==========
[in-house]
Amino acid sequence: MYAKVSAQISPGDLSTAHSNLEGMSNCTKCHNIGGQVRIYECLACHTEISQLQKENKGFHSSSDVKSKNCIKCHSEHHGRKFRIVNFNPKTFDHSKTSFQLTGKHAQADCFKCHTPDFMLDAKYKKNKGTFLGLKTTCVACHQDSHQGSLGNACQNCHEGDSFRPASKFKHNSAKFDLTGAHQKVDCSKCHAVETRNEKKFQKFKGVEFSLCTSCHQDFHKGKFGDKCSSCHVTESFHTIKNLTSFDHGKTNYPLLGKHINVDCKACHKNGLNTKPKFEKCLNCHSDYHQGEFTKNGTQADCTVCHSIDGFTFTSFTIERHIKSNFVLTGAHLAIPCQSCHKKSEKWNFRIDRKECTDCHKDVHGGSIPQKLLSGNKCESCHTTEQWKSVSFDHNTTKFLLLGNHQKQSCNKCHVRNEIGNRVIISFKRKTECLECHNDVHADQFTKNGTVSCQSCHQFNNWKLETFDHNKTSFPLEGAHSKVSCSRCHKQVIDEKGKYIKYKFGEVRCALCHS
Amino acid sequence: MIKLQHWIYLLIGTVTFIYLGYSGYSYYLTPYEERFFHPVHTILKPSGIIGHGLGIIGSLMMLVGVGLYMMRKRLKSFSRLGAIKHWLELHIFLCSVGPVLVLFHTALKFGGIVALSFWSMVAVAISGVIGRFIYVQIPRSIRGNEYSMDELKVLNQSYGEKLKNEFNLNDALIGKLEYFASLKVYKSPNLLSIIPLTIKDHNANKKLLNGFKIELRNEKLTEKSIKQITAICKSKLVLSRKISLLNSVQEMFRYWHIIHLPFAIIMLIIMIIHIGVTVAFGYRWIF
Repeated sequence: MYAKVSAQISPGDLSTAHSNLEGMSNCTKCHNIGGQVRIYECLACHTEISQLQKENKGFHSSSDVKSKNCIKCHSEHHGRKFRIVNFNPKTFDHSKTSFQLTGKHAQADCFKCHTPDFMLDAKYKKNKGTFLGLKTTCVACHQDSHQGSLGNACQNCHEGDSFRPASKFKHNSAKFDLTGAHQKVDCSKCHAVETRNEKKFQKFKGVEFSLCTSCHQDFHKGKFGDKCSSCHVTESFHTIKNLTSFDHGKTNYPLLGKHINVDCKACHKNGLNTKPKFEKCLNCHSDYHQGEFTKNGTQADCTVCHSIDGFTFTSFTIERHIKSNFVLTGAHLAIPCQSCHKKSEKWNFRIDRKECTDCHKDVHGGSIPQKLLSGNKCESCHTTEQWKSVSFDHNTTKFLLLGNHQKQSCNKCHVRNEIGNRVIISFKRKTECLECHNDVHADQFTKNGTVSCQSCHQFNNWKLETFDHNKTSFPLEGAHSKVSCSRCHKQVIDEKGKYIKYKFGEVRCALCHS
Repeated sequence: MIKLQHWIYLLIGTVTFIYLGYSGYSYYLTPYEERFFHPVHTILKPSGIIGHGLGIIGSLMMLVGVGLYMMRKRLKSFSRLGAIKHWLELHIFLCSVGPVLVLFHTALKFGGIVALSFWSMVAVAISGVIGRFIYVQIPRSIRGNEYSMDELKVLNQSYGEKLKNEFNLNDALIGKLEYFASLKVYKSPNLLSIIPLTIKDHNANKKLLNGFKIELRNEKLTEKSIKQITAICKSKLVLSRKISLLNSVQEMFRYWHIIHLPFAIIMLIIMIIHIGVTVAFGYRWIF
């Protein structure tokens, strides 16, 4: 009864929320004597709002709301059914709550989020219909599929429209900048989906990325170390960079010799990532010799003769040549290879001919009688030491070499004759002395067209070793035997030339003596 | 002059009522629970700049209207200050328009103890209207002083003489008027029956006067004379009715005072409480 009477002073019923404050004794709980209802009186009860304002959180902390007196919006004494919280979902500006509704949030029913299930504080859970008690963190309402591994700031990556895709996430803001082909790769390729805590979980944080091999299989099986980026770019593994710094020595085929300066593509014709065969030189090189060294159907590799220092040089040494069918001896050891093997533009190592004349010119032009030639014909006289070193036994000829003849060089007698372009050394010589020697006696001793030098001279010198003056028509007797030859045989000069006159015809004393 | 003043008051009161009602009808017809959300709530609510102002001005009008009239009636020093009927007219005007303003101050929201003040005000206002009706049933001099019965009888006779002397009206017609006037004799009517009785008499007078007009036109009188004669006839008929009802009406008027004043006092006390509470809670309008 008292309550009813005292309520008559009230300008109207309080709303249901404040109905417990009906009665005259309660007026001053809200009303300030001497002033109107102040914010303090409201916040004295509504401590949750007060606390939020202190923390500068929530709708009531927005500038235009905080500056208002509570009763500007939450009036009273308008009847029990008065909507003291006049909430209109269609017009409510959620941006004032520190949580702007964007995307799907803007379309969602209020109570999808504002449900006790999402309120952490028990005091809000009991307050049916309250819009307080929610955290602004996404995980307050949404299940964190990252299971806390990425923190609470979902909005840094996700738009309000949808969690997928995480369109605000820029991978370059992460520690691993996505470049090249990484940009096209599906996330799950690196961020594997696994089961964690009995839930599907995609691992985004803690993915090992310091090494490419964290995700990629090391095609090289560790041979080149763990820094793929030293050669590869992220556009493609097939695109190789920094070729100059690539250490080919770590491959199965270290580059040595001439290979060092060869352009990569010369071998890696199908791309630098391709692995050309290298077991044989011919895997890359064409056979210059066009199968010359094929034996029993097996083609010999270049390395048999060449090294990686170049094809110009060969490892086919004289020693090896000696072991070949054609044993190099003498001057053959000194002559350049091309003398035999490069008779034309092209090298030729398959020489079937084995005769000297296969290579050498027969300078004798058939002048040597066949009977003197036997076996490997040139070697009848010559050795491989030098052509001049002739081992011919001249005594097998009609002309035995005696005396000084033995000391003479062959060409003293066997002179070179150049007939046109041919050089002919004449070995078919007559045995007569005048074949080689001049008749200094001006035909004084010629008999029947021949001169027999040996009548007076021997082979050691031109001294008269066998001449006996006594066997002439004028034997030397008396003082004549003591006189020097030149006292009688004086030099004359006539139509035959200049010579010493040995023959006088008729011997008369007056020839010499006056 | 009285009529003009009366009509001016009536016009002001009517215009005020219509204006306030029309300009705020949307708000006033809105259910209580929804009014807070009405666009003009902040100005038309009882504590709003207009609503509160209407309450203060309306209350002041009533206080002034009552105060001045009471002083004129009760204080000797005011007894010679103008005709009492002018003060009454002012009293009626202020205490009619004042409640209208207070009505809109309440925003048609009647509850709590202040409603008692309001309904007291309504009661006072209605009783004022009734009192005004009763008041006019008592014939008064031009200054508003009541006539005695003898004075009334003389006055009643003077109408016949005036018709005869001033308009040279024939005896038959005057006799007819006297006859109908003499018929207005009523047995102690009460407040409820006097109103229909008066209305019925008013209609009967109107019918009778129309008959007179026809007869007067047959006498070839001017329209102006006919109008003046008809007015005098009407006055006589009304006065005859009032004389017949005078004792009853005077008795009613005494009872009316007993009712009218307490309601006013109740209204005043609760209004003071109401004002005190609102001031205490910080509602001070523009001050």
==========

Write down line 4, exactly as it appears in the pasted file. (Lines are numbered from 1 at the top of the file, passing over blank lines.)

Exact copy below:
Repeated sequence: MYAKVSAQISPGDLSTAHSNLEGMSNCTKCHNIGGQVRIYECLACHTEISQLQKENKGFHSSSDVKSKNCIKCHSEHHGRKFRIVNFNPKTFDHSKTSFQLTGKHAQADCFKCHTPDFMLDAKYKKNKGTFLGLKTTCVACHQDSHQGSLGNACQNCHEGDSFRPASKFKHNSAKFDLTGAHQKVDCSKCHAVETRNEKKFQKFKGVEFSLCTSCHQDFHKGKFGDKCSSCHVTESFHTIKNLTSFDHGKTNYPLLGKHINVDCKACHKNGLNTKPKFEKCLNCHSDYHQGEFTKNGTQADCTVCHSIDGFTFTSFTIERHIKSNFVLTGAHLAIPCQSCHKKSEKWNFRIDRKECTDCHKDVHGGSIPQKLLSGNKCESCHTTEQWKSVSFDHNTTKFLLLGNHQKQSCNKCHVRNEIGNRVIISFKRKTECLECHNDVHADQFTKNGTVSCQSCHQFNNWKLETFDHNKTSFPLEGAHSKVSCSRCHKQVIDEKGKYIKYKFGEVRCALCHS